These are not theoretical concerns – the effects are already being felt. Climate shocks took a toll on food production in 2021. The price of durum wheat, used to make pasta, soared by 90% late last year after widespread drought and record heatwaves in Canada. Summer 2021 saw the worst drought in central and southern Brazil in almost a century, according to Brazilian government agencies. The drought is expected to cause crop losses, water scarcity, and increased fires in the Amazon rainforest and Pantanal wetlands.

Yields of Brazilian soy are expected to be down as is the sugar beet yield. Research shows that hotter temperatures which result from clearing natural vegetation already are already costing Brazil's soybean farmers alone more than $3 billion each year in lost productivity. All this well before the invasion of Ukraine.

In light of this, new rules under development in the UK and EU to stop the sale of products from deforested land have never been more crucial - with key decisions due about due diligence requirements on businesses and which commodities to regulate. Policymakers in consumer hubs must resist the calls from industry who are using the crisis in the Ukraine to push for a halt to environmental legislation. Governments must not back away from action that could turn the tide on our global deforestation footprint.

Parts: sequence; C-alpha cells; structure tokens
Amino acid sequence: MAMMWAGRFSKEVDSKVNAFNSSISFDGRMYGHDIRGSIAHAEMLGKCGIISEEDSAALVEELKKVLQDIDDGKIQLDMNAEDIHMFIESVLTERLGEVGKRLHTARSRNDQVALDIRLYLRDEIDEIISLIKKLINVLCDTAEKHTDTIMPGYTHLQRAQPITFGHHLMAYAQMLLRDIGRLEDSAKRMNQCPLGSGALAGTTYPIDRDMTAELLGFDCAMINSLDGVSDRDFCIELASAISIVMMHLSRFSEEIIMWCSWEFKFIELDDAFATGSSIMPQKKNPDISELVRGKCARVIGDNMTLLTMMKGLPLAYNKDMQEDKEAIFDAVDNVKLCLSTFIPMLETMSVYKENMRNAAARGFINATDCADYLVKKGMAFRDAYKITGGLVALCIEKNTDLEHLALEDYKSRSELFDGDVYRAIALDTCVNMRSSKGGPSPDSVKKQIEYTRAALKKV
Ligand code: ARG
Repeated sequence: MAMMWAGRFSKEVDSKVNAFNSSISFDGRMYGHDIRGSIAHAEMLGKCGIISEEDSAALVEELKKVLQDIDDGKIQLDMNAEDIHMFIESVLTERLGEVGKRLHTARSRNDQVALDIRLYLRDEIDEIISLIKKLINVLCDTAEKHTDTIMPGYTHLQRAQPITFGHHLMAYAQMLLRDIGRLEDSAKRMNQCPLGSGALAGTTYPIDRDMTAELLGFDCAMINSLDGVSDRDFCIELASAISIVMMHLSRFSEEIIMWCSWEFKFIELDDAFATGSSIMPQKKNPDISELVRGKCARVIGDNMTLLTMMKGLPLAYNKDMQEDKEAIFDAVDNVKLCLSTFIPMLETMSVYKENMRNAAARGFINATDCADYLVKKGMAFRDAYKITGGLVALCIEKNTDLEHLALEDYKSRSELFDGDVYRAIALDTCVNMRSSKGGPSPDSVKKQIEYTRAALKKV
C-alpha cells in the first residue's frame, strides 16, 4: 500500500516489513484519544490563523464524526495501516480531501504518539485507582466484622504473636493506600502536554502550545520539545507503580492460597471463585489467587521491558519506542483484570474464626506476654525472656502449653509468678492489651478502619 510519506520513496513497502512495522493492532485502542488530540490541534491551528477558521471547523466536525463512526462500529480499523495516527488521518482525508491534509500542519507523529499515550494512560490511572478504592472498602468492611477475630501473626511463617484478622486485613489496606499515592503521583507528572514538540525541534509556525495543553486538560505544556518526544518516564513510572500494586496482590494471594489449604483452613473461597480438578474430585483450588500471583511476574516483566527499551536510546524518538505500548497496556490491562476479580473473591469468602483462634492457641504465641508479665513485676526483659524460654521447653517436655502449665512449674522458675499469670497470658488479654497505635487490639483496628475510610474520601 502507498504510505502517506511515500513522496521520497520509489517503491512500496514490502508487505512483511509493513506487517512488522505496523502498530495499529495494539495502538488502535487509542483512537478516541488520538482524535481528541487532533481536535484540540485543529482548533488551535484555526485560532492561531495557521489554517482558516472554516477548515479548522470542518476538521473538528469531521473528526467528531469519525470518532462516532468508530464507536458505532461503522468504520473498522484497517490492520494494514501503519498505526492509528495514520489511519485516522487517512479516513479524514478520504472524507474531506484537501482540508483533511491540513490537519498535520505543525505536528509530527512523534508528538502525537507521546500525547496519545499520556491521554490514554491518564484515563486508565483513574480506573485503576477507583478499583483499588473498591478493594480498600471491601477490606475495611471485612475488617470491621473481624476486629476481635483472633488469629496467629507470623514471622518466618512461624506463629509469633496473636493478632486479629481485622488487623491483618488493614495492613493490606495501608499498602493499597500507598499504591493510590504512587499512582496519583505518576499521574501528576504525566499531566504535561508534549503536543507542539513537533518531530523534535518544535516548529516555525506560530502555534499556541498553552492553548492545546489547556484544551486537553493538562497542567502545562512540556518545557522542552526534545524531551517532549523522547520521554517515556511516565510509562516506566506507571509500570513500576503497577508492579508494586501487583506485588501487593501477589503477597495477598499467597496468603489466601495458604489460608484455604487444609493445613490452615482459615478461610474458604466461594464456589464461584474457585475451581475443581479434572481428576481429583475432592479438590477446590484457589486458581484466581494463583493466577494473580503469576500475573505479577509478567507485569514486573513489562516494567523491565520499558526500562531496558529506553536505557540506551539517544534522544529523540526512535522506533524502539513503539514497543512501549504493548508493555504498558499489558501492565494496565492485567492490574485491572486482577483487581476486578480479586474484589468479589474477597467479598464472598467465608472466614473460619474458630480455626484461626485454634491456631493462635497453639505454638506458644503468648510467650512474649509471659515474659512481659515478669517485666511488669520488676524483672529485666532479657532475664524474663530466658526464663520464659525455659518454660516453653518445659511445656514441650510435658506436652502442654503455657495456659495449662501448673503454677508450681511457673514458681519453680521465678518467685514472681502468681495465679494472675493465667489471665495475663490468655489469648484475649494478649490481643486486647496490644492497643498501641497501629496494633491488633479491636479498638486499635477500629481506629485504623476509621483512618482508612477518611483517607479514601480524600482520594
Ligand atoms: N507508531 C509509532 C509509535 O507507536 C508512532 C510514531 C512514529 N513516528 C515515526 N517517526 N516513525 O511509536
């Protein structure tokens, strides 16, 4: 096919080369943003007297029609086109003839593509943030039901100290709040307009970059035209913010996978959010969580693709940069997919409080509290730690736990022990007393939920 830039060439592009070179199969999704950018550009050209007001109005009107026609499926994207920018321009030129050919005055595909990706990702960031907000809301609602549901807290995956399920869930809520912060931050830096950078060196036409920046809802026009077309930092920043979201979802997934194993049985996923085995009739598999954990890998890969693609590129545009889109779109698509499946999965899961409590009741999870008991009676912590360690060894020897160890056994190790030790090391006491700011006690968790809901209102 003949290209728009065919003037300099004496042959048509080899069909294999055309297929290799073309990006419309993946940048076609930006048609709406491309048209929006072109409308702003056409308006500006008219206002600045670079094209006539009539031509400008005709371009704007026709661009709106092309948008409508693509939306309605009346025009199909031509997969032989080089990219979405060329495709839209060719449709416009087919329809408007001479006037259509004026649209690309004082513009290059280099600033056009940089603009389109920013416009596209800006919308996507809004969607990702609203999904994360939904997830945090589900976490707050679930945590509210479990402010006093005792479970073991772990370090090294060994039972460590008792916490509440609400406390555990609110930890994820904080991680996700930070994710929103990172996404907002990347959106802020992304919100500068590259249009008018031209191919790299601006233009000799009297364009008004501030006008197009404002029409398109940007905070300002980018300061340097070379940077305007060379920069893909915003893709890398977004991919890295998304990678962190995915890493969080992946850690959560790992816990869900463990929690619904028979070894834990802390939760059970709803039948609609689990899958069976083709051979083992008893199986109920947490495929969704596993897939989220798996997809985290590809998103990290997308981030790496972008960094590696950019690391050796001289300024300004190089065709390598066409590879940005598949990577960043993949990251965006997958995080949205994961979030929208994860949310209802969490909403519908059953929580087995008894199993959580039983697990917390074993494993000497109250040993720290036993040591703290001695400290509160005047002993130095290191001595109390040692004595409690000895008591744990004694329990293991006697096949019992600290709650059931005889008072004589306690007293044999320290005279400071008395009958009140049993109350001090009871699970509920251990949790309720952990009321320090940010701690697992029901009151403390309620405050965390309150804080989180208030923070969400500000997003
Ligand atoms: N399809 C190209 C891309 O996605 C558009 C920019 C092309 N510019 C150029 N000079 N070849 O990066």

Beef isometric illustration rainforest

At the same time, food-producing and forest-rich countries, already under pressure from a toxic combination of business and political interests, may also experience new pressure to expand into climate-critical rainforests - they must resist this. In some cases, governments may proactively exploit the crisis as an excuse to sell off forests from under the feet of their true owners in order to chop them down. Brazilian President Bolsonaro - who has long wanted to open up hitherto-protected rainforest for production - has already raised this prospect in a series of tweets, claiming environmental and land rights legislation was standing in the way of Brazilian food security and linking this to the invasion of Ukraine.

Rising commodity prices could also make forest-risk commodities an attractive prospect for investors with no qualms about their environmental social or governance impacts. For example, palm oil from Indonesia or Papua New Guinea may seem an attractive and lucrative substitute for Ukrainian sunflower oil but this risks further fuelling the deforestation and human rights abuses in the palm oil sector that we and others have exposed.

The invasion of Ukraine must not be used as a pretext to continue tearing down forests or to stall or roll back legislation designed to stop this destruction. Such short-sighted deregulatory responses will further lock us into a future of food insecurity and climate crisis. Government regulation is needed more than ever to ensure that businesses and banks can’t profit from deforestation and in the process entrench the climate crisis and global food price misery.